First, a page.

In gratitude for recent Union victories on the battlefield, President Abraham Lincoln declared a National Day of Thanksgiving to take place on Thursday, Nov. 27, 1862. The president’s proclamation came as the Civil War raged into its second year (see “Civil War Profiles,” Nov. 29, 2013).
On that date, Bishop Albert Lee honored the occasion by delivering a discourse on the meaning of thanksgiving at St. Andrew’s Episcopal Church in Wilmington. He based his homily on Isaiah 24:15 (KJV): “Wherefore glorify ye the Lord in the fires.”
Lee, the first Episcopal bishop of Delaware, avowed that sincerest thankfulness does not come from the proud and self-sufficient of this world, but rather from those who are truly dependent on a higher power. Without God in our thoughts, “we can experience no such noble and delightful emotion.” As long as we understand that our daily bread truly comes from God, “as if received morning by morning from the hand of angels,” then our hearts can overflow with gratitude for the goodness of the Lord.
Lee emphasized to the congregation “war’s stern clarion is sounding, and not far off from us cannon are booming, and armed hosts are pressing to the conflict.” He noted that wives and mothers anxiously scanned the daily lists of casualties to see if loved ones were among the wounded or killed on the battlefield.
The overriding concern, however, was “the future destiny of our country is poised in this balance, and that issues of amazing magnitude are now dependent.” Even more reason not to withhold from God “that homage of solemn public thanksgiving.”
Though the armies were not marching on our own soil here in Delaware, Lee reminded his audience, there was no reason not to “sympathize with what is transpiring so near us; we cannot forget the beloved ones who are facing death at the cannon’s mouth.” This thought emanated from the carnage two months earlier at Antietam Creek near Sharpsburg, Md. when the bloodiest day of the war ended with nearly 5,000 dead and more than 18,000 wounded.
The bishop reached the crux of his discourse: “Though the fires of a devastating war are still burning so fiercely, though the flames grow lurid and red from many a hill-top, crest the summit of the Alleghenies, glare upon the turbid current of the Mississippi, flash along the shores of the Atlantic, and sweep o’er the prairies of the West, yet still glorify the Lord.” Because, “I, the Lord, form light and create darkness, I make peace and create evil, I, the Lord, do all these things.”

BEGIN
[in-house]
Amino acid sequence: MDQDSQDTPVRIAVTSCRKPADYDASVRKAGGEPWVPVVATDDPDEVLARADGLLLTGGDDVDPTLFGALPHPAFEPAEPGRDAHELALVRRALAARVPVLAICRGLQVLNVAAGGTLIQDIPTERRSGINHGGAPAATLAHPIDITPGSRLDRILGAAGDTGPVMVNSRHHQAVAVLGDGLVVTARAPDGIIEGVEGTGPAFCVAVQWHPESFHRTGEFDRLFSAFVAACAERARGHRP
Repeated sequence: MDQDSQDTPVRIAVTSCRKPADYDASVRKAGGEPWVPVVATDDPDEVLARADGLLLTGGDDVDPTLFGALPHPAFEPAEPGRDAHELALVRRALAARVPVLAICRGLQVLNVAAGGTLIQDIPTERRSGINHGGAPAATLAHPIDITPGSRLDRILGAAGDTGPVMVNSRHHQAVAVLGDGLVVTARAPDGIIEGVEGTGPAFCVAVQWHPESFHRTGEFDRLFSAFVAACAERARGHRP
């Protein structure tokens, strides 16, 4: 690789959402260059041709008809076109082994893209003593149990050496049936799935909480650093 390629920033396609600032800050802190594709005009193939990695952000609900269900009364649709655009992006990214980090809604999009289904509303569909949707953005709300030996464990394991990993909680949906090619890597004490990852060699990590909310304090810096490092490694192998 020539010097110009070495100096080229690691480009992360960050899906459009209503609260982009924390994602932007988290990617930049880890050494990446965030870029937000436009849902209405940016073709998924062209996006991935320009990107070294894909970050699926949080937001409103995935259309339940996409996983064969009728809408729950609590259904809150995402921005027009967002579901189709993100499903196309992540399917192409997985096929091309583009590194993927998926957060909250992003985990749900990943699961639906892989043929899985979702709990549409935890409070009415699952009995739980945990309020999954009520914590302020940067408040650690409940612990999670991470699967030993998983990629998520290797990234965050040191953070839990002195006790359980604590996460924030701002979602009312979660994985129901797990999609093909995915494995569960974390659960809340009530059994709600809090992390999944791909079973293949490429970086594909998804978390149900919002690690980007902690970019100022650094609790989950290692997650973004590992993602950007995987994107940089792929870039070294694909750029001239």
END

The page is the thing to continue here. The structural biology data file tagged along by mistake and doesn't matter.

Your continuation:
Thus we must remember to thank the Lord just as we did during days of peace and prosperity, and “glorify him even in the fires.” First, for the bright spots that shine out in the somber landscapes, despite being in the midst of one of the most colossal and desperate conflicts.
In gratitude for Delawareans receiving a blessed exemption from the calamities of war, Gov. William Burton appropriated the day as one of public thanksgiving. The purpose was to praise “Almighty God for His wonderful goodness and mercy extended to us during the past year.”
In the mind of Lee, the second reason to thank the Lord was because the charge that we are a mercenary and mammon-worshiping people had been fully refuted. And, although there were men who care more for money than their country’s honor and salvation, the great mass of the inhabitants of the loyal states displayed “the highest and most ennobling traits of character.”
Third, the bishop felt if those in the North were the guilty parties in this strife, he should feel impelled to cry in sackcloth and ashes for mercy. Yet, “we must be well satisfied that our cause is holy,” while knowing that suffering, self-denial and courage would not “sanctify a bad cause or atone for a public crime.” Bowing to the Creator, he steadfastly implored, “If it be his will that the nation should go down in this struggle, let her go down … with the flag of right and freedom flying at the masthead.”
Delivered with gratitude and humility, Bishop Albert Lee closed with a prayer, “O Lord … in this hour of trial and danger we pray thee look with compassion upon our beloved country … bring back alienated brethren to oneness of heart and mind … and grant us a speedy, equitable and lasting peace.”
Thomas J. Ryan is the author of “Spies, Scouts & Secrets in the Gettysburg Campaign,” a History Book Club selection available at Bethany Beach Books. Contact him at email@example.com, or visit his website at www.tomryan-civilwar.com.